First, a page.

Between February 1964 and December 2003, a total of 39,118 patients with NPC were treated by definitive RT in our Cancer Center. According to the institutional electronic medical records, 792 cases (581 males and 211 females) developed second solid cancers during the follow-up period (1967–2010). Within this cohort, 247 patients with radiation-related SMN who fulfilled the criteria were included.

Ethics statement

This study was approved by our Institutional Review Boards (IRBs) for Cancer Center, Sun Yat-sen University. Written informed consents were obtained from all adult patients in accordance with the regulations of IRBs. Written informed consents were obtained from the next of kin, caretakers, or guardians on the behalf of the minors/children participants involved in this study.

Statistical Analysis

The cutoff date of the last follow-up was November 30, 2012 for the censored data analysis. Follow-up time was calculated from the time of diagnosis of SMN to the last date of contact. OS was calculated from the diagnosis of SMN until death or last follow-up. Progression-free survival (PFS) was measured until last follow-up, local, regional, or distant progression, or death. Kaplan-Meier method was used for analysis of OS and PFS; the log-rank test was used to examine the difference between groups; Cox regression model was used for multivariate analysis. The statistical analysis was performed using SPSS 13.0 software (SPSS Inc., Chicago, IL). A P value of < 0.05 was considered statistically significant.


Patient Characteristics

The main characteristics of the patients at diagnosis of NPC are summarized in Table 1. Median age at NPC diagnosis was 43 years (range, 13–71 years), and the male to female ratio was 3:1. Patients treated for NPC before 1986 were staged according to the Changsha staging system, while patients treated after 1986 were restaged according to the 2002 American Joint Committee on Cancer (AJCC) staging system. The radiation techniques have been described in detail in the previous report [4,22]. Median doses to the nasopharyngeal region and neck region were 68.0 Gy (range, 54.2–92.0 Gy) and 53.6 Gy (range, 30.8–78.0 Gy), respectively. The daily fraction size was 2 Gy delivered using Cobalt-60 or 6-MV photons in most patients. Thirty-six patients received neoadjuvant or concurrent chemotherapy. Various chemotherapy regimens were used, which included cisplatin-based regimens in 29 patients, fluorouracil in 3 patients, and cyclophosphamide in 4 patients.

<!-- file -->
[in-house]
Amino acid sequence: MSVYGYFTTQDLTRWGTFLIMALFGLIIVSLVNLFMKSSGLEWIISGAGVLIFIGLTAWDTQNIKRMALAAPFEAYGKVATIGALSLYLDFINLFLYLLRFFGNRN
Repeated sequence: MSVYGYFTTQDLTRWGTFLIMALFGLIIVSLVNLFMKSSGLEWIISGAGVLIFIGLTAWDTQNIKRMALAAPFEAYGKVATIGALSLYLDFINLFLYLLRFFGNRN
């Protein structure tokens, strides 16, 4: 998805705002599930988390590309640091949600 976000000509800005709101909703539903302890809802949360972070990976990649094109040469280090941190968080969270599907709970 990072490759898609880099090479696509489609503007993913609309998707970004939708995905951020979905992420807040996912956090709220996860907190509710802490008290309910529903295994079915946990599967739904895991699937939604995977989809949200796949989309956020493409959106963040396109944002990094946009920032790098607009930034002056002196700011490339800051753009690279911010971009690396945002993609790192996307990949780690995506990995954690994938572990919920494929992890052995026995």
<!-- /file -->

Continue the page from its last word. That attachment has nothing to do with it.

CharacteristicNo. of patients%
Age at diagnosis of NPC (years)
≤ 4313454.3
> 4311345.7
Calendar period at diagnosis of NPC
Excessive alcohol intake
Family history of cancer
TNM Stage
I and II15462.3
III and IV9337.7
Histologic type
WHO type I/II93.6
WHO type III23896.4
Radiation machine*
Orthovoltage X-rays249.7
Megavoltage X-rays4016.2
Radiation course
Split course13554.7
Continuous course11245.3
Radiation technique
Conventional radiotherapy24298.0
Radiation dose to SMN region (Gy)
≤ 6814157.1
> 6810642.9
Alkylating agents chemotherapy

Table 1. Characteristics of patients and tumors at the time of nasopharyngeal carcinoma diagnosis (n = 247).